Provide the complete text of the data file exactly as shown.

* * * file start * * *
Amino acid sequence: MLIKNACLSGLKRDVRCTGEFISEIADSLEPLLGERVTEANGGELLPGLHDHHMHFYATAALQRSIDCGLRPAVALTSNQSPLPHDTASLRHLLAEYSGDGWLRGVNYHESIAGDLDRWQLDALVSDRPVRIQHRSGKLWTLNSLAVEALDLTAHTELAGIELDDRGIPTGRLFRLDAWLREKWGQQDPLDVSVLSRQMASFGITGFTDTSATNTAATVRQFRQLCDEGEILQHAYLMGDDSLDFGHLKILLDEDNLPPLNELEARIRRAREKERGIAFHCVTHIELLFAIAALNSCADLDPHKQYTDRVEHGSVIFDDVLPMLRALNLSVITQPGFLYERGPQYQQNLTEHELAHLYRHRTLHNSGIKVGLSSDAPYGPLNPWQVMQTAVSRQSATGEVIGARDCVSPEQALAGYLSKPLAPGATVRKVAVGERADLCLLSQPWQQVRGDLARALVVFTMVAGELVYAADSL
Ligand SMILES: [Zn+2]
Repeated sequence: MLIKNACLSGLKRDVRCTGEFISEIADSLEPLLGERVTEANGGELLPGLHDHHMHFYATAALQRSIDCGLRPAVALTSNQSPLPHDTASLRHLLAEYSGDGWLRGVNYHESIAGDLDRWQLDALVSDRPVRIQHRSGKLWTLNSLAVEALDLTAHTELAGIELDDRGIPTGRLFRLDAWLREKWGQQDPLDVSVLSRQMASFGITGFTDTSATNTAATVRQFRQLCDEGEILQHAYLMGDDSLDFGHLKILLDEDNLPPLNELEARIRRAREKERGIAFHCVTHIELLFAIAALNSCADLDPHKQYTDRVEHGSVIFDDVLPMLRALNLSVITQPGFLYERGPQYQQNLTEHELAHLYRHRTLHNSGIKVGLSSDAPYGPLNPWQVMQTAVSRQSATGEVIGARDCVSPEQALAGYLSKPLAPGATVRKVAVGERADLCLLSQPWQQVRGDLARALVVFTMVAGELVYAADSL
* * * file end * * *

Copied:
Amino acid sequence: MLIKNACLSGLKRDVRCTGEFISEIADSLEPLLGERVTEANGGELLPGLHDHHMHFYATAALQRSIDCGLRPAVALTSNQSPLPHDTASLRHLLAEYSGDGWLRGVNYHESIAGDLDRWQLDALVSDRPVRIQHRSGKLWTLNSLAVEALDLTAHTELAGIELDDRGIPTGRLFRLDAWLREKWGQQDPLDVSVLSRQMASFGITGFTDTSATNTAATVRQFRQLCDEGEILQHAYLMGDDSLDFGHLKILLDEDNLPPLNELEARIRRAREKERGIAFHCVTHIELLFAIAALNSCADLDPHKQYTDRVEHGSVIFDDVLPMLRALNLSVITQPGFLYERGPQYQQNLTEHELAHLYRHRTLHNSGIKVGLSSDAPYGPLNPWQVMQTAVSRQSATGEVIGARDCVSPEQALAGYLSKPLAPGATVRKVAVGERADLCLLSQPWQQVRGDLARALVVFTMVAGELVYAADSL
Ligand SMILES: [Zn+2]
Repeated sequence: MLIKNACLSGLKRDVRCTGEFISEIADSLEPLLGERVTEANGGELLPGLHDHHMHFYATAALQRSIDCGLRPAVALTSNQSPLPHDTASLRHLLAEYSGDGWLRGVNYHESIAGDLDRWQLDALVSDRPVRIQHRSGKLWTLNSLAVEALDLTAHTELAGIELDDRGIPTGRLFRLDAWLREKWGQQDPLDVSVLSRQMASFGITGFTDTSATNTAATVRQFRQLCDEGEILQHAYLMGDDSLDFGHLKILLDEDNLPPLNELEARIRRAREKERGIAFHCVTHIELLFAIAALNSCADLDPHKQYTDRVEHGSVIFDDVLPMLRALNLSVITQPGFLYERGPQYQQNLTEHELAHLYRHRTLHNSGIKVGLSSDAPYGPLNPWQVMQTAVSRQSATGEVIGARDCVSPEQALAGYLSKPLAPGATVRKVAVGERADLCLLSQPWQQVRGDLARALVVFTMVAGELVYAADSL